Gallery Closes After 23 Years On Upper West Side

By Leslie Albrecht on June 30, 2010 3:09pm | Updated on June 30, 2010 3:07pm

Summa Gallery says its landlord wants its space back, so the gallery is closing its doors after 23 years on the Upper West Side.
Summa Gallery says its landlord wants its space back, so the gallery is closing its doors after 23 years on the Upper West Side.
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DNAinfo/Leslie Albrecht

By Leslie Albrecht

DNAinfo Reporter/Producer

UPPER WEST SIDE — After 23 years in business, Summa Gallery on Amsterdam Avenue and West 85th Street is closing its doors.

The gallery's landlord wants the space back, so the contemporary art dealer and custom framer is moving out, said co-owner Donald Pandina.

"We've had the most fantastic 23 years here on the Upper West Side," Pandina said as he packed up boxes in the gallery Wednesday. "Some of our clients have become friends."

The gallery's showings over the years included works by Picasso, Salvador Dali and New York printmaker Frederick Mershimer.

Co-owners Pandina and Sal Cigna opened the gallery in Brooklyn Heights in 1968. They moved to the Upper West Side in 1987.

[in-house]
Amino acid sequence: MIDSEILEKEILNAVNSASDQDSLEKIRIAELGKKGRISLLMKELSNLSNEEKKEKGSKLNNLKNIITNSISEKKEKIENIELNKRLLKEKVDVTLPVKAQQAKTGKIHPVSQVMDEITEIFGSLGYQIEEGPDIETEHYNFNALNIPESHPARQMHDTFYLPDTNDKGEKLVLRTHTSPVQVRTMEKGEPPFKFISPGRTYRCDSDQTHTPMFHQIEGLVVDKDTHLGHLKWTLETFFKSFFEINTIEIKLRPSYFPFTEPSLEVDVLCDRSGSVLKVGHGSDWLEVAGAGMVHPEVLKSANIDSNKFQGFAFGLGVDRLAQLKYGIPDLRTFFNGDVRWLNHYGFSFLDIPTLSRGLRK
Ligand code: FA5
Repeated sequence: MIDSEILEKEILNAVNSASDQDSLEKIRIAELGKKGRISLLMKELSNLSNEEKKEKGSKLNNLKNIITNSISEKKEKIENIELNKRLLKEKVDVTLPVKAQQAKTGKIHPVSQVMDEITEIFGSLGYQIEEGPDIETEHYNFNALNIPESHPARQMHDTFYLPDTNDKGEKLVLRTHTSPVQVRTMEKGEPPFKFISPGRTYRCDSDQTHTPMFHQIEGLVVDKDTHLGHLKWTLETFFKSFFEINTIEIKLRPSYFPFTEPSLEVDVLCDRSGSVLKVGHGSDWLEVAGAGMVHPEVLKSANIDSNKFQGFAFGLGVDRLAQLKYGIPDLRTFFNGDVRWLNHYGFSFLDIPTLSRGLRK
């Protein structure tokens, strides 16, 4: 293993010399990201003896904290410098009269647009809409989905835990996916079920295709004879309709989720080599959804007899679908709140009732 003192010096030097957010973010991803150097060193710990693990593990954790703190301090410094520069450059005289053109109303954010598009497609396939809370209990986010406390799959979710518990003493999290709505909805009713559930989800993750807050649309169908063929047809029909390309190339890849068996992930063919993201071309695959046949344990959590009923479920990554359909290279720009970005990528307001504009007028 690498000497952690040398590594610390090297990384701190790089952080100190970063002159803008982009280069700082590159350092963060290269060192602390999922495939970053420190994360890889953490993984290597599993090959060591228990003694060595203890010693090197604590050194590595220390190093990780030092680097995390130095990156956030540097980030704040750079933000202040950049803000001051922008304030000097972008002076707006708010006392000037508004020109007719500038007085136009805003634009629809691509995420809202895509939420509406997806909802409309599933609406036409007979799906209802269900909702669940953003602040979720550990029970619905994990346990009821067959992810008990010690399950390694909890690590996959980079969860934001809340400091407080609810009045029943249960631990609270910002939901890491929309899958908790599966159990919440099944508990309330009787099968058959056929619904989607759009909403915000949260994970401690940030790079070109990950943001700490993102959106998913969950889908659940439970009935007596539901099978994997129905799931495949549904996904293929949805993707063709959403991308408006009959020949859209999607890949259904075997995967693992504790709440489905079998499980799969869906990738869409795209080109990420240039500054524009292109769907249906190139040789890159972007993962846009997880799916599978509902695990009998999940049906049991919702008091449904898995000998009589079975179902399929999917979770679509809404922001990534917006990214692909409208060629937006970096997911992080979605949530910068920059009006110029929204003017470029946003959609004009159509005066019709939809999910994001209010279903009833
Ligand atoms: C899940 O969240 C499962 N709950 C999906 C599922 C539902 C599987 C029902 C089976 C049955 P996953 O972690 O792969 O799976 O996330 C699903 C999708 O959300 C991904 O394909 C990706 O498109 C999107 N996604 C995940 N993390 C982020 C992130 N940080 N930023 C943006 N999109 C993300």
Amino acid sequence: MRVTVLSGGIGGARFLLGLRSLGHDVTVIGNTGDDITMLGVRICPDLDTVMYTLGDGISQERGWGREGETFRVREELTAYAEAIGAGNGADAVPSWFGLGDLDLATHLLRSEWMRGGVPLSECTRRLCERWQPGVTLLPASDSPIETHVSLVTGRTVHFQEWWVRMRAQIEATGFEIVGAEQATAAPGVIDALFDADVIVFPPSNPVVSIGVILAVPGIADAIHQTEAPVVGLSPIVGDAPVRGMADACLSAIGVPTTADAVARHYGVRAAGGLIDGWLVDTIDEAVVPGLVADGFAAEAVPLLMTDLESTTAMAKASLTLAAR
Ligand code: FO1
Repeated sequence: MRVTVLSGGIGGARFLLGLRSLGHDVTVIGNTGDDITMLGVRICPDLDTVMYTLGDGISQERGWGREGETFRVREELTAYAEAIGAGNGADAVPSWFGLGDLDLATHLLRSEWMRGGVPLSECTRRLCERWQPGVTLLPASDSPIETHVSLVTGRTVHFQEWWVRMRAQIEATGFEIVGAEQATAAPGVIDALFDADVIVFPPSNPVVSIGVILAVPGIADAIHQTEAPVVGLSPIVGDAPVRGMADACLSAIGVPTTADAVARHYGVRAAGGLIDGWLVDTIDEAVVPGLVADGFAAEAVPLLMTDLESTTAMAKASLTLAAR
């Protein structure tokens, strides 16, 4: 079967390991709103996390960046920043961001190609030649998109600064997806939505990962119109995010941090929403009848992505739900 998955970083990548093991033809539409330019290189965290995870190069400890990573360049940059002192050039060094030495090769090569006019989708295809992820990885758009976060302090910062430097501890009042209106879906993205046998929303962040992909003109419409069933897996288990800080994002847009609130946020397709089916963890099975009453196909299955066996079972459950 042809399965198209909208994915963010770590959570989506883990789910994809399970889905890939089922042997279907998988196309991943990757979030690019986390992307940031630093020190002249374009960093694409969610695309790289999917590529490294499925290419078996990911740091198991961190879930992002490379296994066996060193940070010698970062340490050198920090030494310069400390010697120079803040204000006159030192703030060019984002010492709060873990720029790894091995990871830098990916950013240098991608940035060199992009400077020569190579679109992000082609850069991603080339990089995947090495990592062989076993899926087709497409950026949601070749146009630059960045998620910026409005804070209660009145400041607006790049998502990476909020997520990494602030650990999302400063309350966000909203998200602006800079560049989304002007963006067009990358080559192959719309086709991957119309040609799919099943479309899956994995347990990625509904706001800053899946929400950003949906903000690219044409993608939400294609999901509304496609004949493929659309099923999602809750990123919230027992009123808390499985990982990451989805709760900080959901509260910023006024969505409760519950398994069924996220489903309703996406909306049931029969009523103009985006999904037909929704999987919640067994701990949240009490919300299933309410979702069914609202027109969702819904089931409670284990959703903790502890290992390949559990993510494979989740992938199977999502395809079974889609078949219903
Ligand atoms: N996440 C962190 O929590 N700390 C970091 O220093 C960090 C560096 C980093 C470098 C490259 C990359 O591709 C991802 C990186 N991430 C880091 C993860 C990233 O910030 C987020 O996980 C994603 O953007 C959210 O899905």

Summa Gallery showed its final painting on Wednesday, a colorful work by a 5-year-old neighborhood resident who wanted "to represent his sorrow" at the gallery's closing, Pandina said.

"It was the most touching thing," Pandina said. "He just loved the store."

The child's painting hung in the gallery's window below a farewell message from Cigna and Pandina. Above that, a picture of a broken heart was posted.

"We will miss our gallery and the beautiful images that our talented and outstanding artists displayed," read the note. "We must thank everyone for a wonderful 42 years and we hope that we and you will live happily ever after."

Summa Gallery on Amsterdam Avenue and W. 85th Street is closing its doors after 23 years in business. Posted in the window is a painting by a neighborhood child who was sad to see the art dealer leave.
Summa Gallery on Amsterdam Avenue and W. 85th Street is closing its doors after 23 years in business. Posted in the window is a painting by a neighborhood child who was sad to see the art dealer leave.
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DNAinfo/Leslie Albrecht

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